The final stage is the actual braise and tenderizing. Add the onions, garlic, and braising liquid to the pan. Take a piece of foil and tightly form a lid, being careful no to punch any holes. Keep the temperature at 250* and cook until internal temperature is 203-210* or the meat forks easily apart. About 2-3hrs depending on the size of the roast. *for a slightly faster cook you can cut the roast into 4-5 pieces before wrapping it up and base your "doneness" on tenderness rather than temperature. Enjoy!
The Smoker or Grill/ InstantPot (2-3hrs) or CrockPot (5-6hr) Hybrid
This method is great for getting all the authentic, wood burning BBQ flavor in a fraction of the time.. and you don't necessarily need a smoker to get the same smoky flavor. You can use your charcoal or even gas grill! Before I took the plunge into buying a smoker I simply used a smoke tube in my existing BBQ pit. I like this one from Amazon. You can fill it with soaked wood chips or with any type of smoking pellets (not fuel pellets, they're a totally different beast!!).
Smoker: After the initial smoking phase, simply Transfer the roast to the IP with the onions, garlic, and braising liquid and cook for 1HR with full or partial (at least 15min) natural release or until fork apart tender.
Gas Grill and Smoker Tube Combo: Turn the grill to low (225-250*) add the dry rub roast and the smoldering smoker tube full of pellets. Allow to cook 1-2hrs then transfer to the IP with the onions, garlic, and braising liquid.
Charcoal Grill: With charcoal, you won't be able to maintain a super low temp consistently and run the risk of drying out the roast. But you can spray a bit of oil on the *Cold* dry rubbed roast, put it directly on the grates of the hot fire, and get the initial sear and bit of char to add to the over all flavor. The colder roast will help ensure that only the outside cooks and the inside stays nice and moist. Transfer the roast to the IP with the onions, garlic, and braising liquid and cook for 1HR with full or partial (at least 15min) natural release.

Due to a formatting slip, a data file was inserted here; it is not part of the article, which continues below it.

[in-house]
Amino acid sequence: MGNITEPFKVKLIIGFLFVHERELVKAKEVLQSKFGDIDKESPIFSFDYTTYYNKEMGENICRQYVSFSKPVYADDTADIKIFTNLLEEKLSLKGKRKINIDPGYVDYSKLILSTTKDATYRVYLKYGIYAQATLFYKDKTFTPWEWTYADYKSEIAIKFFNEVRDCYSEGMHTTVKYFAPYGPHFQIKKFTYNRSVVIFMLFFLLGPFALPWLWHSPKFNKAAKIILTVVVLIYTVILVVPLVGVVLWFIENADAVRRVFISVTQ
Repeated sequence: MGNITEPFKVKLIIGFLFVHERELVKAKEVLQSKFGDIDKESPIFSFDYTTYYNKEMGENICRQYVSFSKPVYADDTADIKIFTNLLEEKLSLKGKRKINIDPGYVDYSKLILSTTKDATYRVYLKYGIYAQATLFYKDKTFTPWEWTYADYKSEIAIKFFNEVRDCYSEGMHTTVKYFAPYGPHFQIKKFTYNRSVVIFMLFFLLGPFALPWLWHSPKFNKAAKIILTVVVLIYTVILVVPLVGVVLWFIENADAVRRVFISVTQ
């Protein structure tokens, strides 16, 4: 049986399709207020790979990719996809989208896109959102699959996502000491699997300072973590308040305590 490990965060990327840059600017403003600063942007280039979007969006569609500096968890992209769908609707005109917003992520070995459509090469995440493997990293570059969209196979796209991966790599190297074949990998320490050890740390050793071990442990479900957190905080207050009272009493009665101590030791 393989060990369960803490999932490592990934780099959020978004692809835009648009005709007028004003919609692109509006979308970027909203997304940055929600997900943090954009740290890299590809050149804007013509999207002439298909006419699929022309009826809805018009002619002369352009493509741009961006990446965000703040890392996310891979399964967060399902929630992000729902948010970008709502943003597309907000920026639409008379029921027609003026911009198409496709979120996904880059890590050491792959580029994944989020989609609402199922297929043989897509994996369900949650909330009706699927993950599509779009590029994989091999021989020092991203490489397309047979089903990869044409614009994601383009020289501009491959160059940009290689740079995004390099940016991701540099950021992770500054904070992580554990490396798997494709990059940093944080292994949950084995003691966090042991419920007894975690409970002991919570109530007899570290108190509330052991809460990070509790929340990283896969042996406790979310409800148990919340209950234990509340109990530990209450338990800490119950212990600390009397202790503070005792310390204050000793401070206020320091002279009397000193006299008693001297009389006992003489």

All Inside InstantPot (1.5hrs) or CrockPot (6hrs)
- Cut your Roast into 4-5 large chunks.
- Season liberally with your dry rub and allow to rest at room temp while you get everything else prepped. This will help you achieve a better sear and final texture to your dish.
- You can use the Sauté function or a large cast iron skillet (I prefer the latter) add a tablespoon or two of high heat oil and heat until shimmering hot.
- Add your beef and hard sear on all sides. Make sure they are spaced out and work in batches if you need to. (I like my big girl skillet for this because I don't like working in batches)
- Skillet: Move beef to the IP, add onions and garlic to pan, sauté for 1-2 minutes, and then pour in some braising liquid, scrape with a spatula and add to the IP.
- IP: Remove the beef, add the onions and garlic, sauté for 1-2 minutes, and then pour in half of the braising liquid. Use a wooden spatula to scrape the bottom of the pan and add back the beef.
- Use your best judgment based on the amount of beef in the pot how much more braising liquid to add.. you probably won't need all of it.
- Set on Manual High Pressure for 1HR and allow for natural release for at least 15 minutes before switching to Vent. For smaller roasts, you can back this down closer to 45min + 15 NR.
Storage and Reheating
This dish is great to prep ahead of time and even store in the freezer for impromptu gatherings. We recommend storing in airtight bags, Vacuum packed is great but if you don't have a machine you can just as easily use a freezer bag or silicone storage bag with all the air pushed out.
To reheat, bring a pot of water to a very slow boil (if its frozen, start with lower heat). Add the sealed bag of beef to pot and allow it to gently warm the meat through. Thicker freezer bags, reusable silicone bags, and FoodSaver bags can take some heat.. I wouldn't recommend storage grade bags. Reheating in a water bath helps you maintain all of the moisture and flavor like it was fresh out of the smoker.